Ed, my neighbor next door, had a kind word for me the other day. I almost fainted, but I suspect it was a slip of his tongue and wonâ€™t happen again. I mentioned to Ed that I had been grouchy at work with a friend and a couple of other people. Sometimes I get snappy and cranky and let loose my anger on others. â€œI donâ€™t want to be an old porcupine throwing barbs of anger around!â€ I told Ed.
â€œDonâ€™t sweat it,â€ Ed said. â€œThere are worse things than cranky words. Sometimes a little anger is honest and needed. Truth can get focused in anger.â€ Then he continued, â€œIâ€™d rather deal with honest anger than dishonest flattery. It is better to be openly cranky with another person than to be quiet around them yet resentful and slanderous about them behind their backs. At least with you, people know if you have a grievance with them, as youâ€™ll tell them with your crankiness.â€
Some people seem so calm and focused no matter what is happening. Some of the rest of us can become like a tree bent out of shape by a strong wind. We can be found boiling over in frustration or sputtering out in anger. Some can easily let things go and some of us wonâ€™t leave a troubling situation alone. All of us tend to agree that self-control is needed, but some of us cannot hang onto ours. I have noticed that when I get angry, it is like Iâ€™m not in my right mind.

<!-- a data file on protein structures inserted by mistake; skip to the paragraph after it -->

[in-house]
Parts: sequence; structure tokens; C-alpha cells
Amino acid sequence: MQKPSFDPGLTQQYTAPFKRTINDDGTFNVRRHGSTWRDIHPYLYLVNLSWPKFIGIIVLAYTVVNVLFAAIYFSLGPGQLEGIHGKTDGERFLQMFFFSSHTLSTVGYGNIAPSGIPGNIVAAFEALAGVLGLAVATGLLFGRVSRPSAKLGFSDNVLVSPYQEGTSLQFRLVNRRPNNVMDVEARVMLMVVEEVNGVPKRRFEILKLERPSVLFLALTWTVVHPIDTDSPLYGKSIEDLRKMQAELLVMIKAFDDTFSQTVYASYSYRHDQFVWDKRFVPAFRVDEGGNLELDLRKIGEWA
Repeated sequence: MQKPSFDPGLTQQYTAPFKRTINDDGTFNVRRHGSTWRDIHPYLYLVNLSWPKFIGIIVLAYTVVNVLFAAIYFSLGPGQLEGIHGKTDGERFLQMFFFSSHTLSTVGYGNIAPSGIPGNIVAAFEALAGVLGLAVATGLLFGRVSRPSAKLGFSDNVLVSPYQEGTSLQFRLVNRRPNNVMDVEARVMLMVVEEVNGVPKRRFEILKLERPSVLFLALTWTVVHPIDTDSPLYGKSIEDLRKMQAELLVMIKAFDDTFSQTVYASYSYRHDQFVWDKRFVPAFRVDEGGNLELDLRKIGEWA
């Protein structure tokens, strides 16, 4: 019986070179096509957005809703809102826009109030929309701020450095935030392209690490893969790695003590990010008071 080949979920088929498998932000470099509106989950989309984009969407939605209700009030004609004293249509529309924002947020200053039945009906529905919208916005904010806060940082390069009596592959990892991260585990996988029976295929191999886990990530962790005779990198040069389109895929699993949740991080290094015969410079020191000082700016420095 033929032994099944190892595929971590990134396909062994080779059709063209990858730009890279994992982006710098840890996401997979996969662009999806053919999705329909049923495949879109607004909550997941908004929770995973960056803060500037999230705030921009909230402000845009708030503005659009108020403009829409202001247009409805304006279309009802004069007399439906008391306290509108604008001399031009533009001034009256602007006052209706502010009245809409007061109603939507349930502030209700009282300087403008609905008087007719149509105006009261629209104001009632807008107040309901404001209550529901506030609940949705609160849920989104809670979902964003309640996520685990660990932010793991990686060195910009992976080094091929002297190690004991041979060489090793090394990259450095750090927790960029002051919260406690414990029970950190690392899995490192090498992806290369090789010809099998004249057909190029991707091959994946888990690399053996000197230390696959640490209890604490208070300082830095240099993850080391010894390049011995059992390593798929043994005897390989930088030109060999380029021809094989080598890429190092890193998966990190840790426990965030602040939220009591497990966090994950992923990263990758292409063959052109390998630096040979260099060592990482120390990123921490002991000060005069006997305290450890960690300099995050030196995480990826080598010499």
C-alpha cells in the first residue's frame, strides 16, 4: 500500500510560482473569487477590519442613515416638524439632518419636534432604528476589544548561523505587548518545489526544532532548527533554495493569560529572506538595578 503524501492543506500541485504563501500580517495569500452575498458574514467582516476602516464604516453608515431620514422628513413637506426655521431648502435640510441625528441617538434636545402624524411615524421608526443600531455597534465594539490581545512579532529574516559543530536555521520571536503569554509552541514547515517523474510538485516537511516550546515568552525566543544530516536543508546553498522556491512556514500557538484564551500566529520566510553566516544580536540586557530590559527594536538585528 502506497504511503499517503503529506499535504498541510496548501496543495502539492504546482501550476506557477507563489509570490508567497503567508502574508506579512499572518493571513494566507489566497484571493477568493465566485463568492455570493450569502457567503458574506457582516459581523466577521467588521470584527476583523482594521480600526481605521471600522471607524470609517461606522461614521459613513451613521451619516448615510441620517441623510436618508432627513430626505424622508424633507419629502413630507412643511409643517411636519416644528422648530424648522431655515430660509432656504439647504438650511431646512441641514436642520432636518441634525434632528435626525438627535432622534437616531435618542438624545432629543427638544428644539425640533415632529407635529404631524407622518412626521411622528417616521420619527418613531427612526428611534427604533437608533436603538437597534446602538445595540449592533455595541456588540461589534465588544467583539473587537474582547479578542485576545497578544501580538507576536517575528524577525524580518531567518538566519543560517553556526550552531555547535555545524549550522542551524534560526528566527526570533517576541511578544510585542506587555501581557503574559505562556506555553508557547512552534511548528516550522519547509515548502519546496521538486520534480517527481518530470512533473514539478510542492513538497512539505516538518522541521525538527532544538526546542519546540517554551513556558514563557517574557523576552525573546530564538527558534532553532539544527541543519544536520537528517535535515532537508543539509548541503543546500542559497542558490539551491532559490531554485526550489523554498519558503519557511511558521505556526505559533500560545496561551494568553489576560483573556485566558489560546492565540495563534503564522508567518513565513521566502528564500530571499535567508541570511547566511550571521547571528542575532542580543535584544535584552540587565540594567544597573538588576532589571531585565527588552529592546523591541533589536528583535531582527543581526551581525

The Bible speaks of Jesus coming to the region of Gerasenes and a man came out from the tombs to meet him. The Bible describes the man this way, â€œThis man lived in the tombs and no one could bind him anymore, not even with a chain. He had often been chained hand and foot, but he tore the chains apart and broke the irons on his feet. No one was strong enough to subdue him. Night and day among the tombs and in the hills he would cry out and cut himself with stones.â€ One might say that he was out of control all the time and suffering greatly for it. People described him as having an evil spirit or being out of his right mind.
Crankiness, anger, jealousy, hatred, lust, greed, drunkenness, selfish ambition and envy can spin us out of control. These things are part of our sinful nature and ever seek to get the upper hand in our lives. They are part of us naturally, but they are self-destruction buttons that promise much, but are no less than deadly poison aimed at self-destructing us.
No one could bind the man who met Jesus from the tombs. There is no subduing our sinful nature by our own efforts. There is no difference – we all sin and fall short of the glory of God. Yet, like the man from the tombs, there is hope for us. Jesus cured the man who was out of control and restored him to his right mind. When the people of the area saw the man healed and in his right mind they were afraid of Jesus. Yet, he came among us to heal the sick in body and soul and mind. When we go to meet Jesus as those not right in our anger, greed, selfish ambition etc.; He offers us acceptance and healing. We are the ones who need it.